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Friday, 16 August 1912


Senator E J RUSSELL (VICTORIA) . - I join in the protest against this proposal. It should be borne in mind that there is a difference of opinion amongst the people of the Commonwealth with respect to the compulsory military training system, however unanimous we may be in this Parliament in favour of it. There is outside a reaction against the system because of the publicity recently given to the many hard cases which have resulted from the imposition of these fines. I had to. bring one case under the notice of the Minister, the particulars of which were widely circulated in my district, and have done an immense amount of harm. In the case to which I refer, the father of a lad actually handed him over to the officer in command, but, unfortunately, the lad did not subse quently put in the necessary number of drills, and a fine was imposed. The particulars of that case have been circulated, as I have said, and people are beginning to look upon the military authorities as monsters. Those who believe in compulsory military training ought to be very careful to do nothing which might create a prejudice against it. There are not many desperadoes amongst the boys of Australia, but, if there be even a considerable number of unruly lads, we might establish something in the nature of an industrial school to which they could be committed.


Senator Millen - Does the honorable senator think the public would appreciate that?


Senator E J RUSSELL (VICTORIA) - I do not think so ; but I do not think there would be the prejudice against it that there is against the garnishee system. There is no reason why a sentence against an offender should not be made indeterminate, so that he need not be discharged from such an institution as I suggest until he has made himself efficient. I sincerely hope that no action will be taken to further prejudice the system of compulsory military training in the eyes of the public.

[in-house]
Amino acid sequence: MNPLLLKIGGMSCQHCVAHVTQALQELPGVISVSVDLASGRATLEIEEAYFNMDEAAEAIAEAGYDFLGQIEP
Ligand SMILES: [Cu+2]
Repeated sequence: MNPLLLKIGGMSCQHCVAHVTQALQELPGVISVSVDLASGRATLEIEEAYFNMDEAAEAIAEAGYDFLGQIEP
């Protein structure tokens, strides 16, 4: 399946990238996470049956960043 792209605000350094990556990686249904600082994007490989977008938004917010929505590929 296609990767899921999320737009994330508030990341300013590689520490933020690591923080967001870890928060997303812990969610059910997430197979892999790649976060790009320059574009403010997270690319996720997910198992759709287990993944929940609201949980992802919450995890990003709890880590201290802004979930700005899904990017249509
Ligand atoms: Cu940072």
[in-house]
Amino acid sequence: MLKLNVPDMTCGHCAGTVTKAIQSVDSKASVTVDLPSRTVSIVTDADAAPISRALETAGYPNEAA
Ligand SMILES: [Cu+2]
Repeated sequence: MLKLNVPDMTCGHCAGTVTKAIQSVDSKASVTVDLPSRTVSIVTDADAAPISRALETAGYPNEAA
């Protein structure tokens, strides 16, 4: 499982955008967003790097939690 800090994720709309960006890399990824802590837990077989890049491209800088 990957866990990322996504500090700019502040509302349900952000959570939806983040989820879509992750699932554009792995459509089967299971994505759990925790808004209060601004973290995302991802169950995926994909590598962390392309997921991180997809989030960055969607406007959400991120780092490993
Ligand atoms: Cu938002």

Senator Lt.-Colonel Sir ALBERTGOULD (New South Wales) [12.55].- I doubt very much whether it would be any helpto send a lad to an industrial school for an indeterminate period. The difficulty might be overcome by having some place of military detention to which an offender might be committed for the period he was sentenced to serve. We cannot permit the lads to defy the law, and I do not think they should be sent to an ordinary gaol; but there is no reason why they should not be kept in some place of detention where they could be put through a proper course of military training.

Proposed new sub-sections 8 and 9 agreed to.







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